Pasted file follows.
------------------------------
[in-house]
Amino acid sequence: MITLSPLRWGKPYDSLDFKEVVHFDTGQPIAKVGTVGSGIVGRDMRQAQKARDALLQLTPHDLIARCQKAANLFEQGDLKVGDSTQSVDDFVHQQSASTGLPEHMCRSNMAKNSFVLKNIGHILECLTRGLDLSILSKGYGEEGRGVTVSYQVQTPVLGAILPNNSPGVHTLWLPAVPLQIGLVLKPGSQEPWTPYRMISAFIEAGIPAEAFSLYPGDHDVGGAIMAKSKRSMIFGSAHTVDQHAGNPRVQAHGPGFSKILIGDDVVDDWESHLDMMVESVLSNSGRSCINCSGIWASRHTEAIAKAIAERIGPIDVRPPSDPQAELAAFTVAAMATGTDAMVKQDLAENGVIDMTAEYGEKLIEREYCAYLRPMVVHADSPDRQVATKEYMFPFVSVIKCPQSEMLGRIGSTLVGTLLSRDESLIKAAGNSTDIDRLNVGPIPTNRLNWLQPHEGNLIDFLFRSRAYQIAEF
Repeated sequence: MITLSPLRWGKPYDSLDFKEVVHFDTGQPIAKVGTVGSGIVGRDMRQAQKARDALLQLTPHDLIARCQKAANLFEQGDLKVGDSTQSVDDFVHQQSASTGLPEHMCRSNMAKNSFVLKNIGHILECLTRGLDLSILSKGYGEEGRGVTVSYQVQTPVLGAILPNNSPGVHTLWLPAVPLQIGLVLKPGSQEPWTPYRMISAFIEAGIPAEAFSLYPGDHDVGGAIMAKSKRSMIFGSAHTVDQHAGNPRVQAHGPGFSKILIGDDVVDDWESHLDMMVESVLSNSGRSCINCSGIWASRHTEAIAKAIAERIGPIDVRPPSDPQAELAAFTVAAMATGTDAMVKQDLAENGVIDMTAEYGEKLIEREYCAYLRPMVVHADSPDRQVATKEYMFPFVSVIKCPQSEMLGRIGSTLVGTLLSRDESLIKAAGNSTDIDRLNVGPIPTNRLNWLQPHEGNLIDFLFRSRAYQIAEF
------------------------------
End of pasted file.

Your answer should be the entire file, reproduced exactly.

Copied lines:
[in-house]
Amino acid sequence: MITLSPLRWGKPYDSLDFKEVVHFDTGQPIAKVGTVGSGIVGRDMRQAQKARDALLQLTPHDLIARCQKAANLFEQGDLKVGDSTQSVDDFVHQQSASTGLPEHMCRSNMAKNSFVLKNIGHILECLTRGLDLSILSKGYGEEGRGVTVSYQVQTPVLGAILPNNSPGVHTLWLPAVPLQIGLVLKPGSQEPWTPYRMISAFIEAGIPAEAFSLYPGDHDVGGAIMAKSKRSMIFGSAHTVDQHAGNPRVQAHGPGFSKILIGDDVVDDWESHLDMMVESVLSNSGRSCINCSGIWASRHTEAIAKAIAERIGPIDVRPPSDPQAELAAFTVAAMATGTDAMVKQDLAENGVIDMTAEYGEKLIEREYCAYLRPMVVHADSPDRQVATKEYMFPFVSVIKCPQSEMLGRIGSTLVGTLLSRDESLIKAAGNSTDIDRLNVGPIPTNRLNWLQPHEGNLIDFLFRSRAYQIAEF
Repeated sequence: MITLSPLRWGKPYDSLDFKEVVHFDTGQPIAKVGTVGSGIVGRDMRQAQKARDALLQLTPHDLIARCQKAANLFEQGDLKVGDSTQSVDDFVHQQSASTGLPEHMCRSNMAKNSFVLKNIGHILECLTRGLDLSILSKGYGEEGRGVTVSYQVQTPVLGAILPNNSPGVHTLWLPAVPLQIGLVLKPGSQEPWTPYRMISAFIEAGIPAEAFSLYPGDHDVGGAIMAKSKRSMIFGSAHTVDQHAGNPRVQAHGPGFSKILIGDDVVDDWESHLDMMVESVLSNSGRSCINCSGIWASRHTEAIAKAIAERIGPIDVRPPSDPQAELAAFTVAAMATGTDAMVKQDLAENGVIDMTAEYGEKLIEREYCAYLRPMVVHADSPDRQVATKEYMFPFVSVIKCPQSEMLGRIGSTLVGTLLSRDESLIKAAGNSTDIDRLNVGPIPTNRLNWLQPHEGNLIDFLFRSRAYQIAEF